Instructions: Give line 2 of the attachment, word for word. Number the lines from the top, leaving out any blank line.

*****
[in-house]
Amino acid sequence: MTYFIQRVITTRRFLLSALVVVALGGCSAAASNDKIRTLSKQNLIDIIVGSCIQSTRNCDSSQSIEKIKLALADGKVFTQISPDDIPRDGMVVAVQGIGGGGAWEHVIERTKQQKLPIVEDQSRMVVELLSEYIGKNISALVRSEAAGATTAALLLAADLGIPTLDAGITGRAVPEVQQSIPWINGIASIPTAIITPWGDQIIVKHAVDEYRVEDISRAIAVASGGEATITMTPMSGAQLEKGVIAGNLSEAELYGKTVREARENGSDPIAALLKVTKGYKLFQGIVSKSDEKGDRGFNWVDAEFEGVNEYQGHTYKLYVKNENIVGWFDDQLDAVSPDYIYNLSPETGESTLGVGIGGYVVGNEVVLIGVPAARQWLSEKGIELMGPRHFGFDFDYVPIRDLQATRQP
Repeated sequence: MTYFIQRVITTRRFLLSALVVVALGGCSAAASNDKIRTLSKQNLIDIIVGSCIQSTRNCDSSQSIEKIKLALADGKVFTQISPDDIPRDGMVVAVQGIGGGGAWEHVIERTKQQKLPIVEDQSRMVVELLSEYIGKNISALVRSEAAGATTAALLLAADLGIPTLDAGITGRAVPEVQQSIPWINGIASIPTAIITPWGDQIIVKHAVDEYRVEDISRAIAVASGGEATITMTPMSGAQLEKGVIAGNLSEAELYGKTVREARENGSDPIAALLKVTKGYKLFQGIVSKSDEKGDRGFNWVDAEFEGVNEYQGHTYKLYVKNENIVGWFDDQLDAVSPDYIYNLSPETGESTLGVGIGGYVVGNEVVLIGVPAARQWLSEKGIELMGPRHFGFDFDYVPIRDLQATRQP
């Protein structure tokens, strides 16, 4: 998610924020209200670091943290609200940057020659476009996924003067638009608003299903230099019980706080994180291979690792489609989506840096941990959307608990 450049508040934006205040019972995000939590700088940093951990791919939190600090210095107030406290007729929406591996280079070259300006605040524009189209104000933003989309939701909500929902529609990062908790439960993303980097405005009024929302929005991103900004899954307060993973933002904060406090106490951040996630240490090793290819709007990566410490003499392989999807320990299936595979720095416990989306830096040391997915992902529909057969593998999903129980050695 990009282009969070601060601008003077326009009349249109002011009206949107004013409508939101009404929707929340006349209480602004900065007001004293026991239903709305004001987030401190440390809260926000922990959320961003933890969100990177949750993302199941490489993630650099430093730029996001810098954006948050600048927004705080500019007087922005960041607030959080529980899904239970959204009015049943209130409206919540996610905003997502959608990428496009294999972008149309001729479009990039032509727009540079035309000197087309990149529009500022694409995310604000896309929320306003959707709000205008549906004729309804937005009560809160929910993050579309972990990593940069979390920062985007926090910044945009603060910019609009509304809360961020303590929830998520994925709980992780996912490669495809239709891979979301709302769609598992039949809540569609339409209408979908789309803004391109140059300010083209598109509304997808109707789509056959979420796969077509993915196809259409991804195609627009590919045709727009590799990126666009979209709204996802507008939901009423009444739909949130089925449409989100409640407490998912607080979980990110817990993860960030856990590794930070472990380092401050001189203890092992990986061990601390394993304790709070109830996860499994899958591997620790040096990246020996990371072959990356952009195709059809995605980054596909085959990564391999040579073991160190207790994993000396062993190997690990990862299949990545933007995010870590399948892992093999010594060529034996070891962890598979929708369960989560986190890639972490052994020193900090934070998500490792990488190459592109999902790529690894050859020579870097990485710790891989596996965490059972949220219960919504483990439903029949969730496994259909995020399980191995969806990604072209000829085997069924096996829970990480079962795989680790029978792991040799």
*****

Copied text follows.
Amino acid sequence: MTYFIQRVITTRRFLLSALVVVALGGCSAAASNDKIRTLSKQNLIDIIVGSCIQSTRNCDSSQSIEKIKLALADGKVFTQISPDDIPRDGMVVAVQGIGGGGAWEHVIERTKQQKLPIVEDQSRMVVELLSEYIGKNISALVRSEAAGATTAALLLAADLGIPTLDAGITGRAVPEVQQSIPWINGIASIPTAIITPWGDQIIVKHAVDEYRVEDISRAIAVASGGEATITMTPMSGAQLEKGVIAGNLSEAELYGKTVREARENGSDPIAALLKVTKGYKLFQGIVSKSDEKGDRGFNWVDAEFEGVNEYQGHTYKLYVKNENIVGWFDDQLDAVSPDYIYNLSPETGESTLGVGIGGYVVGNEVVLIGVPAARQWLSEKGIELMGPRHFGFDFDYVPIRDLQATRQP